The view from our resting spot on Thomas Point beach.

Daytripping: Thomas Point

In this week's Daytripping we visit Thomas Point beach.

For a lot of North Islanders the Labour Day weekend is the last chance to squeeze out the last drops of summer before the school year starts. Many people travel down-Island to camp or pick up the last of the school supplies; others head out to one of the great campsites on the North Island.

I was sick.

Well, not really— I was a little under the weather, but my better half was definitely battling a virus. That put me on throat lozenge, hot tea and bath-running duty. Evidently, I run a mean bath, since by Monday she was feeling a lot perkier, and just in time too.

We had friends, the Trillmichs from Germany, in Port Hardy on a whistle-stop visit. They had just came in on the ferry the night before and had just half the day before they had to hit the road. We decided to take Anne, Angelika and Andreas out to Thomas Point beach.

For those who haven’t been there, the beach is accessible from the Airport Inn parking lot via a trail. If I remember correctly there are a few options but just pick one and keep going downhill— that’s where they keep the water. There is also a graded road on your left as you approach the airport. There is a sign that says ‘authorized personnel only’, but airport staff tell me that the public are free to use it to access the beach.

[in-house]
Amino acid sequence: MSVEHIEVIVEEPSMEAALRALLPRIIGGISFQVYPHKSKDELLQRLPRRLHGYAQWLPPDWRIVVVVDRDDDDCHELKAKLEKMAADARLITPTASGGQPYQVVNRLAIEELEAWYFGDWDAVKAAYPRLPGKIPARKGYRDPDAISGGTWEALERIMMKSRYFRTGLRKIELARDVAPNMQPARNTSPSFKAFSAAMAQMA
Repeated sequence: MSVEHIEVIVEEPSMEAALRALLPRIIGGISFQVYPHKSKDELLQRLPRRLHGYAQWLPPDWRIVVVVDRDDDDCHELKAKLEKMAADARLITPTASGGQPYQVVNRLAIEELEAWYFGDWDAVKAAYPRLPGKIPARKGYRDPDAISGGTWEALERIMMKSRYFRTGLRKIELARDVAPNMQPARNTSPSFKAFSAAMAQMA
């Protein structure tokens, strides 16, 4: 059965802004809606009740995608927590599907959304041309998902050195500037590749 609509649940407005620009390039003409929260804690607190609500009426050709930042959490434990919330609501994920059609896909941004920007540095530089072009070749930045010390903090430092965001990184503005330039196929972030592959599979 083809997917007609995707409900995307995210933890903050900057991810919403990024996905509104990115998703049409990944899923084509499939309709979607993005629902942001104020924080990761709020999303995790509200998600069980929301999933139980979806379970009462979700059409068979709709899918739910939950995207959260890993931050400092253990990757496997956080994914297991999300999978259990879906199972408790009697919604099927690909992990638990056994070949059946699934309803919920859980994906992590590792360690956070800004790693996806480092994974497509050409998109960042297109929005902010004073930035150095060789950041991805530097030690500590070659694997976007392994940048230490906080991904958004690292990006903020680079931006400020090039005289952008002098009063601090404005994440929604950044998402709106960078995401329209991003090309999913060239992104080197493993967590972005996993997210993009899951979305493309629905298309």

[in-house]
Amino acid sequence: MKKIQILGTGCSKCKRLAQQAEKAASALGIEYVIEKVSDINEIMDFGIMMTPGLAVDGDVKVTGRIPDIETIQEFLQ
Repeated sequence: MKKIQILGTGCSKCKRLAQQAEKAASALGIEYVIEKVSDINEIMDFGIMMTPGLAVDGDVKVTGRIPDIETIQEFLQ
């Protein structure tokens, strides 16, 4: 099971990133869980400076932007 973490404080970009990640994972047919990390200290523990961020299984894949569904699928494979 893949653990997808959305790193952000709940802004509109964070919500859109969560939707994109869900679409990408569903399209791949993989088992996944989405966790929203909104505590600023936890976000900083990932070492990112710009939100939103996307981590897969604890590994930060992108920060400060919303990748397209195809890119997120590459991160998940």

The beach itself is rocky, with driftwood strewn along it, and comes with a pretty fantastic view. Of course, you are right beside the airport so the occasional plane taking off does remind you where you are. In fairness though, it’s hardly Heathrow, and seeing a plane appear over the treeline is actually a pretty neat sight.

With Storey’s Beach being so close, and with easier access and sand underfoot, it tends to get a lot more visitors. Which meant that we had the whole beach to ourselves. We took a leisurely stroll down the beach, sun shining, catching up with our German friends and snapping a few pics. I’m not sure how long we walked, but, if I had to guess, I would say that it was about as long as it would take for a German man to realize that the cold beer he was carrying was starting to get warm.

After a while, reminiscing and making future plans on our own private slice of coastline, we headed back to Hardy and to the Quarterdeck for a delicious spot of lunch, with the swaying masts as a backdrop. “I didn’t realize Port Hardy was so beautiful,” said Anne. “Last time we were here we just drove through and thought ‘meh’, but it’s really pretty here.” She’s right. North Islanders are spoiled. I can’t imagine anywhere else where, on a holiday weekend with the sun shining, you could drive for ten minutes and get to such a beautiful stretch of coastline and have it all to yourself.

“Glücklich,” as my German friends would say. Lucky indeed.

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